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Welcome to the Journal of Educational Controversy — an interdisciplinary electronic journal of ideas. The purpose of this peer reviewed journal is to provide a national and international forum for examining the dilemmas and controversies that arise in teaching and learning in a pluralistic, democratic society.

JEC has been published since 2006 and we have recently transferred previously published issues to Western CEDAR. Look for the newest issue to be published in CEDAR, Fall, 2015.

Upcoming 10th Year Anniversary Issue

CALL FOR PAPERS - VOLUME 10 NUMBER 1
Use "Submit Article" button to the left.

MANUSCRIPTS DUE: JANUARY 1, 2015
PUBLICATION DATE: FALL 2015/WINTER 2016
THEME: OPEN (DEFINE YOUR OWN CONTROVERSY)

Current Issue: Volume 9, Number 1 (2015) Challenging the Deficit Model and the Pathologizing of Children: Envisioning Alternative Models

EDITOR’S PREVIEW AND GUIDE TO THIS ISSUE

IN ADDITION TO ARTICLES IN RESPONSE TO THE CONTROVERSY, WE HAVE TWO SPECIAL SECTIONS BELOW:

PREVIEW OF SPECIAL SECTION 1

Theme: THE PROSPECT EXPERIENCE: A STRENGTH-BASED ALTERNATIVE AND ITS LEGACY

Two examples of the Prospect Descriptive Process: (from the Volume 5, Number 1 issue of the Journal of Educational Controversy)

Link to the Prospect Archive of Children’s Work housed at the University of Vermont, Center for Digital Initiatives

See additional articles below under Special Section 1: THEME: THE PROSPECT EXPERIENCE: A STRENGTH-BASED ALTERNATIVE AND ITS LEGACY
 
PREVIEW OF SPECIAL SECTION 2
THEME: UPCOMING FORUM, PREVIEW OF THE FORUM'S UPCOMING DISCUSSION

In addition to the article below, readers can now view a video of the forum on our Public Forums Link on the menu.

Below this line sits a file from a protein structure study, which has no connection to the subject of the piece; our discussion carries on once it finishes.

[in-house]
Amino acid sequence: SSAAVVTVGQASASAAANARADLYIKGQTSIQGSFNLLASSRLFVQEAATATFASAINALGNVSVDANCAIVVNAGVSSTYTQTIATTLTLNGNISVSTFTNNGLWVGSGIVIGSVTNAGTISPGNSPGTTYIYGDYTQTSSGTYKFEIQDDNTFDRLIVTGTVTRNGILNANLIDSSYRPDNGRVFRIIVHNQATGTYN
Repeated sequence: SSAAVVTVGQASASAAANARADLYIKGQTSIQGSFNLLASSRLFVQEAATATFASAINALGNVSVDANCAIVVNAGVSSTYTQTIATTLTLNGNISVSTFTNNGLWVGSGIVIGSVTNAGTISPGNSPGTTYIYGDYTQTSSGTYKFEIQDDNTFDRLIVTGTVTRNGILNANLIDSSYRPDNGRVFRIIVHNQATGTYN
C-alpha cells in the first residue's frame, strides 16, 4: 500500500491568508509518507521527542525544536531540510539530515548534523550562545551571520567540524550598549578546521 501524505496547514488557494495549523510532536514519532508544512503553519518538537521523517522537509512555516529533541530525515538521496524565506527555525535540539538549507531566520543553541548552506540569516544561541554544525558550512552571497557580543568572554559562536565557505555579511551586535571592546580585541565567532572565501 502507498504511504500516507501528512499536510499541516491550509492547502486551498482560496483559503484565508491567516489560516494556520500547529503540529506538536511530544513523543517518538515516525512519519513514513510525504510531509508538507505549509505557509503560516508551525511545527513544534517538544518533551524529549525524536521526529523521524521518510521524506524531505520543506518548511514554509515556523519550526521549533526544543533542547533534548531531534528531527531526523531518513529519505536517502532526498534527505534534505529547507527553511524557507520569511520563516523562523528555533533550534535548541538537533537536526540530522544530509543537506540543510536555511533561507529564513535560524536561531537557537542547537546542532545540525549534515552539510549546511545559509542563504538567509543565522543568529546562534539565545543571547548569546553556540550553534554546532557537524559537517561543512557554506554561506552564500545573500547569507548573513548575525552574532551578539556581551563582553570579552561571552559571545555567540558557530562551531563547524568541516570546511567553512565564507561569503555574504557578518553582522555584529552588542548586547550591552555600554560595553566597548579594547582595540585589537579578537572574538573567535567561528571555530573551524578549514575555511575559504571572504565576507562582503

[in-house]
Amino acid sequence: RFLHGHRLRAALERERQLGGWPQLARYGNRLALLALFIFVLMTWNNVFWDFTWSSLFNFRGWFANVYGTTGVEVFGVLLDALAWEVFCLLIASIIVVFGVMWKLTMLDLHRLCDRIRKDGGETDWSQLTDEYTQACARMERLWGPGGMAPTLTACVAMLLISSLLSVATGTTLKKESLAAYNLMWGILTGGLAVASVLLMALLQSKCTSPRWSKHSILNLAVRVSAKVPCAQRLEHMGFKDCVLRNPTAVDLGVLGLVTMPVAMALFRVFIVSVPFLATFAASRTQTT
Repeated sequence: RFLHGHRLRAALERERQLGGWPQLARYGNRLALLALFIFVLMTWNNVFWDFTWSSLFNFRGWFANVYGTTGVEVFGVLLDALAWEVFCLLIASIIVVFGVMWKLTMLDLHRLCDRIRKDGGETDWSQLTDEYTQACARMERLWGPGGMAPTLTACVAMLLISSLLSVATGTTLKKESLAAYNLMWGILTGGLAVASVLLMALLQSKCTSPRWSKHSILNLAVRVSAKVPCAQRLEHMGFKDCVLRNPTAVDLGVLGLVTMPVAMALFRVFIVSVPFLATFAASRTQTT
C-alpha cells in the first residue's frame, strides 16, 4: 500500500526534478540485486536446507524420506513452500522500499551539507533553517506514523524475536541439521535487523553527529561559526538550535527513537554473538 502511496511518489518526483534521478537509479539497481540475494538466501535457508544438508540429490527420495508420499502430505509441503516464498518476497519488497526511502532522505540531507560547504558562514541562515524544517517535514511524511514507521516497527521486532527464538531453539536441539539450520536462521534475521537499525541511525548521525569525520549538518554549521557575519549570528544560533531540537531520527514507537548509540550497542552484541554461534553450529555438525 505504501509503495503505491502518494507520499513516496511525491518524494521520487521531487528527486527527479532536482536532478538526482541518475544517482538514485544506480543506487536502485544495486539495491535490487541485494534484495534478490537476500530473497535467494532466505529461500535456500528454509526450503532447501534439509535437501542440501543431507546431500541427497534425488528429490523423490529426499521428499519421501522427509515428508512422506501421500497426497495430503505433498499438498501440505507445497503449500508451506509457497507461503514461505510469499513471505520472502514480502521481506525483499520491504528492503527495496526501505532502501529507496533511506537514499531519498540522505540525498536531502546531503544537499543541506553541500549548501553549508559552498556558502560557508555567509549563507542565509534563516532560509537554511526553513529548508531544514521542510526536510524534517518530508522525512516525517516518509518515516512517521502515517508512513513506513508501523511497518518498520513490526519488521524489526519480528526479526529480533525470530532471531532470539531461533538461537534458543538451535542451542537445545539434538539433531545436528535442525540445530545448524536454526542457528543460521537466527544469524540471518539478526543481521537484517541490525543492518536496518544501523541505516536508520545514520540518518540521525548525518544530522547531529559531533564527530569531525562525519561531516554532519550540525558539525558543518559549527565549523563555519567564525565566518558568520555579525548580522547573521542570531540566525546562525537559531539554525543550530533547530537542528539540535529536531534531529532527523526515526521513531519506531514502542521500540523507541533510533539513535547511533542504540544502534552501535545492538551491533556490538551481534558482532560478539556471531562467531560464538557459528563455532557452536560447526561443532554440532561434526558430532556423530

SUPPLEMENT TO THE FILM REVIEW BELOW:
TRAILER FOR FILM

 

Read Rachel Severson's review of Schools Out: Lessons from a Forest Kindergarten (Bullfrog Films) below in the Film Review section

School's Out: Lessons from a Forest Kindergarten (Trailer) from Lisa Molomot on Vimeo.

Shown with permission of Bullfrog Films.

Editorial

Articles in Response to Controversy

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Breaking the Mold: Thinking Beyond Deficits
Elyse Hambacher and Winston C. Thompson
Vol. 9, Iss. 1

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Precarity and Pedagogical Responsibility
Ann Chinnery
Vol. 9, Iss. 1

Special Sections

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To Patricia F. Carini: A Dedication
Susan Donnelly
Vol. 9, Iss. 1


Theme: THE PROSPECT EXPERIENCE: A STRENGTH-BASED ALTERNATIVE AND ITS LEGACY

PDF

Resisting the “Single Story”
Ellen Schwartz
Vol. 9, Iss. 1


Theme: THE PROSPECT EXPERIENCE: A STRENGTH-BASED ALTERNATIVE AND ITS LEGACY

PDF

“Everyone Should Feel so Connected and Safe”: Using Parent Action Teams to Reach all Families
John Korsmo, Miguel Camarena, Andrea Clancy, Ann Eco, Bill Nutting, Basilia Quiroz, Azucena Ramirez, Veronica Villa-Mondragon, Stacy Youngquist, and Anne Jones
Vol. 9, Iss. 1


Theme: UPCOMING FORUM, PREVIEW OF THE FORUM'S UPCOMING DISCUSSION

Book Reviews

Film Review

About the Authors

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About the Authors

Vol. 9, Iss. 1

CONTROVERSY ADDRESSED IN THIS ISSUE:
Martin Seligman, founder of the field of positive psychology, has said that, “Modern psychology has been co-opted by the disease model. We've become too preoccupied with repairing damage when our focus should be on building strength and resilience, especially in children.” Is this also true of modern education? Political and pedagogical responses, from the “War on Poverty” through “No Child Left Behind” to address the educational gaps in academic achievement of historically marginalized and neglected groups (the poor, minorities and children with disabilities), were often deeply rooted in a language of cultural deprivation and special needs. Has this deficit model begun to surreptitiously creep into our educational discourse for all children? Have we become too focused on needs and deficiencies and forgotten that children also have capacities and strengths? Does the current emphasis on accountability and standardized testing contribute to the pathologizing of children? We invite authors to respond critically to this argument, envision alternative models, examine historical causes and precedents, analyze political and social ramifications, and share real life stories on the influence these ways of thinking have on the classroom and on the learning as experienced by students.

UPCOMING FORUM

Building on the Strengths of Families and Communities
The 17th Annual Educational Law and Social Justice Forum

Western Washington University
Wednesday, May 6, 2015

See a preview of the Forum's upcoming discussion under Special Section

A video of the forum is now on our Public Forums link.